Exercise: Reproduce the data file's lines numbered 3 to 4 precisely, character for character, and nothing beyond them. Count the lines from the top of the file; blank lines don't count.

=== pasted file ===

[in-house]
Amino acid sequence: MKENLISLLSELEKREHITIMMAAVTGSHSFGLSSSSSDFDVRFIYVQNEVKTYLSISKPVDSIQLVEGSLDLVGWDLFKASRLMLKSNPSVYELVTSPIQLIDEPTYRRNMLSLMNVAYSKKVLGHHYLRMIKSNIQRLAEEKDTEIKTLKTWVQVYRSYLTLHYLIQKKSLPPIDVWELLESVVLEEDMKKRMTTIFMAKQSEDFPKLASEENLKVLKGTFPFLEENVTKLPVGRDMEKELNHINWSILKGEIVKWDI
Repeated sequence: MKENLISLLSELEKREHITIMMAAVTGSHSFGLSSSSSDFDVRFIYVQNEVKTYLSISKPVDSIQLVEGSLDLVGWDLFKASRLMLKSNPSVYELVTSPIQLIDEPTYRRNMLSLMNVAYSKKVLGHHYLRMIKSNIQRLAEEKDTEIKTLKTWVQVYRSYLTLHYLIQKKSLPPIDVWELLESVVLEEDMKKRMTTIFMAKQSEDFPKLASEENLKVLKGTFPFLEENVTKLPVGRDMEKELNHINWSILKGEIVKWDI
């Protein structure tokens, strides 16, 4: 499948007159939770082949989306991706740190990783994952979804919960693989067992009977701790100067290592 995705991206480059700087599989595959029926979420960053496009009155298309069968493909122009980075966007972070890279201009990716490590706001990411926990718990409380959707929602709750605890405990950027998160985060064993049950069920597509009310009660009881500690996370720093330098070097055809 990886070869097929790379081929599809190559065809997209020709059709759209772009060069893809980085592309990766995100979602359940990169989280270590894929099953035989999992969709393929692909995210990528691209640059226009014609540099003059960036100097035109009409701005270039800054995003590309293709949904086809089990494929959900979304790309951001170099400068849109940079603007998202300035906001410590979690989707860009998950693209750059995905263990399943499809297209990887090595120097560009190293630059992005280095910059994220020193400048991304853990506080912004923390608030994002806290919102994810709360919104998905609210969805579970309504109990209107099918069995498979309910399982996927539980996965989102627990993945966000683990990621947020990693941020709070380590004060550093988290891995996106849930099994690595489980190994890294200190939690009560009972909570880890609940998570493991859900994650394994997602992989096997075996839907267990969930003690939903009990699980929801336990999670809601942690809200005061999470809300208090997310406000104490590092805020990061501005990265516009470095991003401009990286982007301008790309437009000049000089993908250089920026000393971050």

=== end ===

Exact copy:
Repeated sequence: MKENLISLLSELEKREHITIMMAAVTGSHSFGLSSSSSDFDVRFIYVQNEVKTYLSISKPVDSIQLVEGSLDLVGWDLFKASRLMLKSNPSVYELVTSPIQLIDEPTYRRNMLSLMNVAYSKKVLGHHYLRMIKSNIQRLAEEKDTEIKTLKTWVQVYRSYLTLHYLIQKKSLPPIDVWELLESVVLEEDMKKRMTTIFMAKQSEDFPKLASEENLKVLKGTFPFLEENVTKLPVGRDMEKELNHINWSILKGEIVKWDI
């Protein structure tokens, strides 16, 4: 499948007159939770082949989306991706740190990783994952979804919960693989067992009977701790100067290592 995705991206480059700087599989595959029926979420960053496009009155298309069968493909122009980075966007972070890279201009990716490590706001990411926990718990409380959707929602709750605890405990950027998160985060064993049950069920597509009310009660009881500690996370720093330098070097055809 990886070869097929790379081929599809190559065809997209020709059709759209772009060069893809980085592309990766995100979602359940990169989280270590894929099953035989999992969709393929692909995210990528691209640059226009014609540099003059960036100097035109009409701005270039800054995003590309293709949904086809089990494929959900979304790309951001170099400068849109940079603007998202300035906001410590979690989707860009998950693209750059995905263990399943499809297209990887090595120097560009190293630059992005280095910059994220020193400048991304853990506080912004923390608030994002806290919102994810709360919104998905609210969805579970309504109990209107099918069995498979309910399982996927539980996965989102627990993945966000683990990621947020990693941020709070380590004060550093988290891995996106849930099994690595489980190994890294200190939690009560009972909570880890609940998570493991859900994650394994997602992989096997075996839907267990969930003690939903009990699980929801336990999670809601942690809200005061999470809300208090997310406000104490590092805020990061501005990265516009470095991003401009990286982007301008790309437009000049000089993908250089920026000393971050």